This probably should have preceded the last blog, which started looking at the life of Abraham. This section(1) from the Book of James seems to fit in with the Flesh vs Faith struggle. Particularly, these verses expound on what is pictured in Genesis 3, where Adam looked at God’s creation and felt it better that he control it rather than trust the Creator.
Let no one say when he is tempted, “I am being tempted by God,” for God cannot be tempted with evil, and he himself tempts no one. But each person is tempted when he is lured and enticed by his own desire. Then desire when it has conceived gives birth to sin, and sin when it is fully grown brings forth death. (James 1:13-15) I would not say that James is expounding on The Fall, but on his readers’ experiences, but this describes how sin happens and so this fits Genesis 3. Any attempt to explain Adam’s actions results in the question: If Adam was created innocent, where did the impetus to sin come from? It came from his own lusts. Genesis says that it was “desirable” to become wise (3:6).
Yet, the flesh says that God is the one who tempts, “the woman you gave me” (Genesis 3:12). Not so, says James. God cannot be tempted and he does not tempt with evil. To think otherwise would be a deception.
Do not be deceived, my beloved brothers. Every good gift and every perfect gift is from above, coming down from the Father of lights with whom there is no variation or shadow due to change. Of his own will he brought us forth by the word of truth, that we should be a kind of firstfruits of his creatures. (James 1:16-18) I need the constant reminder to not be deceived. Not only do I blame God for my trips, falls and mistakes; I disdain his gifts, though they are good and perfect. I fail to accept that God who is good never varies from goodness. In his good will, he made me his child how can I expect that will to shift? But in reality, I do. It is a deception. Paul writes similarly when he says, give thanks in all circumstances; for this is the will of God in Christ Jesus for you. (1 Thessalonians 5:18)
But I don’t want to be thankful. I want what I want, and I have to deal with God who is unceasingly unconcerned with what my flesh wants. For him to give what my flesh wants would neither be a good nor a perfect gift. It would, in fact, be giving in to evil and God is not tempted by evil. No matter how hard I stamp my feet, God is not tempted to give in to me. Not for a second.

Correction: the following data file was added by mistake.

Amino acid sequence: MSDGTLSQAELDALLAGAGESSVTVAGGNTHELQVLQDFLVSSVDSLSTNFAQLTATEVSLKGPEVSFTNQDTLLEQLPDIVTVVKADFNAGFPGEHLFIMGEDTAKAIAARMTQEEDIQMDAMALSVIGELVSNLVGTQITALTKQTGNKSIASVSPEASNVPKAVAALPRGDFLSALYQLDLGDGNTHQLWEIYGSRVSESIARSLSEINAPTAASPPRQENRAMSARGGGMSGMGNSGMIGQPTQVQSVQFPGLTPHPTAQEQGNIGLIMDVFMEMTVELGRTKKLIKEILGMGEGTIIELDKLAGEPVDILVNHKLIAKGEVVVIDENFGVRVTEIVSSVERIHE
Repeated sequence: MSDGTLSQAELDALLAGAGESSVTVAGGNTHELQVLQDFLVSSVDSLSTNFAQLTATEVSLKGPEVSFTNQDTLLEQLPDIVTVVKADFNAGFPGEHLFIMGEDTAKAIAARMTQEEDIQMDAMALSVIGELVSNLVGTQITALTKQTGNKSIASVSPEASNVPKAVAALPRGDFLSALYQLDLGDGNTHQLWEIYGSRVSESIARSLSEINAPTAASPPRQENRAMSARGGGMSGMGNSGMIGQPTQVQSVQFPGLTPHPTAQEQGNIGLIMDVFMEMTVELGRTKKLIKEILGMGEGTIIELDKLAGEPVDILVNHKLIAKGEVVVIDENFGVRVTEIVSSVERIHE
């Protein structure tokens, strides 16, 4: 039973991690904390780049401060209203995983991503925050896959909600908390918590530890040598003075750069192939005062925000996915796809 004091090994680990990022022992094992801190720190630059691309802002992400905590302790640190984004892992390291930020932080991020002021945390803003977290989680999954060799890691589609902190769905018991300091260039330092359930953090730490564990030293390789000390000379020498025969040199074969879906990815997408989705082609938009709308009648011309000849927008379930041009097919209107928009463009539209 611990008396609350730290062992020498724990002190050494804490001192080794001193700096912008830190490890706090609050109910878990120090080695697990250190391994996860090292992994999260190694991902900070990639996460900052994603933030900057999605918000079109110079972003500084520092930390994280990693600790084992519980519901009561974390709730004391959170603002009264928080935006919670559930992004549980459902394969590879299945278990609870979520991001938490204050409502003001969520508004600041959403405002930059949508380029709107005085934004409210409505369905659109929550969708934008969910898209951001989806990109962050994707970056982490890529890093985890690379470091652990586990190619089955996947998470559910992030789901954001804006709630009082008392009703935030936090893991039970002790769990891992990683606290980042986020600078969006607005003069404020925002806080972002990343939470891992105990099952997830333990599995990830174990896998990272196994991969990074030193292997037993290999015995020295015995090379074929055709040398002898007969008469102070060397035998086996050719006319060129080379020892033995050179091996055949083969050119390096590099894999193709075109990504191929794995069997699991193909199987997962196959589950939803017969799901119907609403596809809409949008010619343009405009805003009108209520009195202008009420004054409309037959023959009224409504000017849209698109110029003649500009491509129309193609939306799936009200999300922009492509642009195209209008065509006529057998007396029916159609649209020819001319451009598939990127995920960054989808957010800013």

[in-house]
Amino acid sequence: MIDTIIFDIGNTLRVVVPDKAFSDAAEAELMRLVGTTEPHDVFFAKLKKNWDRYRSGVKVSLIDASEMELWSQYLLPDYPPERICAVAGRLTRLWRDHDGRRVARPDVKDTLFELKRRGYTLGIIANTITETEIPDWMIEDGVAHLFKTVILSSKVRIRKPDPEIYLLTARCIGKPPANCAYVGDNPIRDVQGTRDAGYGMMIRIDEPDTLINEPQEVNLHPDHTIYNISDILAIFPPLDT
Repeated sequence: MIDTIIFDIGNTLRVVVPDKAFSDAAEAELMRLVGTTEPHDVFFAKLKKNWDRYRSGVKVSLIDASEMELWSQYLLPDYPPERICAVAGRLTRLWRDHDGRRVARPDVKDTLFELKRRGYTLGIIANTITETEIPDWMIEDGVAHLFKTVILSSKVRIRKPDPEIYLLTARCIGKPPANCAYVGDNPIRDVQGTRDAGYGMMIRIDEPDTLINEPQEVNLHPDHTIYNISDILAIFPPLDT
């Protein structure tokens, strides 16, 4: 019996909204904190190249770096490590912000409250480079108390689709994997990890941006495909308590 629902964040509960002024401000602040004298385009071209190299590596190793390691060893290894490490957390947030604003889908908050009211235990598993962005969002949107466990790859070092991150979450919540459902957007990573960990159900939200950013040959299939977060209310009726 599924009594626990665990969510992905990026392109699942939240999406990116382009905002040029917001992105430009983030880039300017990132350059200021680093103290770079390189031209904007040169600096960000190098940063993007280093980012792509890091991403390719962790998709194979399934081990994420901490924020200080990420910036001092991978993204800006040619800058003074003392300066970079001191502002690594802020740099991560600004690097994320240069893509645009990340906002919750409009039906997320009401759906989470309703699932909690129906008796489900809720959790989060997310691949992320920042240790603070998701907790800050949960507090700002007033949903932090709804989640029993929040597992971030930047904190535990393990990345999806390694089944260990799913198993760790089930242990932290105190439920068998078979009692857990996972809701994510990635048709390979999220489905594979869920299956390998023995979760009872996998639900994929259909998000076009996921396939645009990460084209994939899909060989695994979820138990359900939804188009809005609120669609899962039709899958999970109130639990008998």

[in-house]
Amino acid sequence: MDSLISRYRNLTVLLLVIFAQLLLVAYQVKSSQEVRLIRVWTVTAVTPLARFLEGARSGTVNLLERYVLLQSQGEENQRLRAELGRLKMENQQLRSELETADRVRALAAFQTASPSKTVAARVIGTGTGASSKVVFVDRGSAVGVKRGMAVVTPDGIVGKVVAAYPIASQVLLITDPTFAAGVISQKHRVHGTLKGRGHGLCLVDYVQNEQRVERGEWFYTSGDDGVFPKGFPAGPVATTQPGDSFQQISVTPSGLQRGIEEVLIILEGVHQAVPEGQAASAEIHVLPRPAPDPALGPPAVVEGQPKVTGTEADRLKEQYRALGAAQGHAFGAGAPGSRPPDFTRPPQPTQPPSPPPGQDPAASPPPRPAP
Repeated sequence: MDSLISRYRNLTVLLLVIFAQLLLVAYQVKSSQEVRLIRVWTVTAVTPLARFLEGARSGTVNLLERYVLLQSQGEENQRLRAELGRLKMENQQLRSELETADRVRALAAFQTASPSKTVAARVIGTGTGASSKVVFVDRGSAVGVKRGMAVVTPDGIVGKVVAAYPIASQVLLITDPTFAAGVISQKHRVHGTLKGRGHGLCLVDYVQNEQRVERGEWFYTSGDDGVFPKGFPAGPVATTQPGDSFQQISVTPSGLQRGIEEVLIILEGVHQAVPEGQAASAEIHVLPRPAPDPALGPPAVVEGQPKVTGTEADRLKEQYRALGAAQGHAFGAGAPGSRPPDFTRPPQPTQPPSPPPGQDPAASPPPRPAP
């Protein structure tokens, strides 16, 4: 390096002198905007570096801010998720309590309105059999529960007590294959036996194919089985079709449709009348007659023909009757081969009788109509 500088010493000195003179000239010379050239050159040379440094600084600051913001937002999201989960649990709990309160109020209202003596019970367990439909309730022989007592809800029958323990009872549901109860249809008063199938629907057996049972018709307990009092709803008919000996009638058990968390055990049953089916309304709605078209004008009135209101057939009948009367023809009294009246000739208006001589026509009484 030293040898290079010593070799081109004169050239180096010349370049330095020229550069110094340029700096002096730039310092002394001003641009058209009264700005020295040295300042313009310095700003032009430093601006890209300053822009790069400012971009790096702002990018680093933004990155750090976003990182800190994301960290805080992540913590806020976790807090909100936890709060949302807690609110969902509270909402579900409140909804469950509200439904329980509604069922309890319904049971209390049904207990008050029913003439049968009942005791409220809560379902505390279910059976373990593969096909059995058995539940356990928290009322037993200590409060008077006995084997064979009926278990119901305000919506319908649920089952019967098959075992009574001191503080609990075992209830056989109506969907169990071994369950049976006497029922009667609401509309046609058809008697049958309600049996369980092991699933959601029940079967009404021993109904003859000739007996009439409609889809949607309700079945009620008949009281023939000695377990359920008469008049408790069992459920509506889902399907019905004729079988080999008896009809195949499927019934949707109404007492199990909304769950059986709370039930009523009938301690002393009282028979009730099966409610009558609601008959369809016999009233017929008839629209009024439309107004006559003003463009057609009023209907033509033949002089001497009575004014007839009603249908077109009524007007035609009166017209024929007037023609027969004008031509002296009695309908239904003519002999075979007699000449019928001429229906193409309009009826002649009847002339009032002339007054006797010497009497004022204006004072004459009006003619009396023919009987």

Do not be deceived. The life of flesh is a life of deception. Deceiving yourself about yourself. Deceiving yourself that you can deceive God, who is not tempted. Faith understands that God is not tempted. That God is the Father of lights with no shadows and no changing. What he gives his children is good and perfect, even when his children despise it. Faith is not deceived.
Know this, my beloved brothers: let every person be quick to hear, slow to speak, slow to anger; for the anger of man does not produce the righteousness of God. (James 1:19-20) There are times when I am not happy. Sometimes things just don’t go the way I prefer. Sometimes, it seems way bigger than a “preference” thing. It seems as if my whole life is on the line. If I am honest, I have to admit my first reaction is to start pronouncing what I think about it. “Be slow to speak”, says James. I want people (and God) to know just how angry I am. “Be slow to anger, flesh’s anger does not produce righteousness”, says James. If it is true what I said in the first article, that Faith is a response to revelation, acting as if God’s opinion is the one that matters, then the first reaction of faith would be to listen, as James says. If I am to hear, I cannot be speaking my pronouncements. The angry rant drowns out all voices but its own, for that is its purpose.
In this section of James, the struggle between Flesh and Faith is a struggle to yell or to hear. To yell out of our self-deception, or to hear the Revelation of the one who neither is tempted, nor tempts toward evil.
1 These thoughts were provoked (“It hit me like the wet kiss at the end of a hot fist” (let the reader understand)) by reading Every Good And Every Perfect Gift Is From Above, one of Kierkegaard’s Edifying Discourses published in 1843.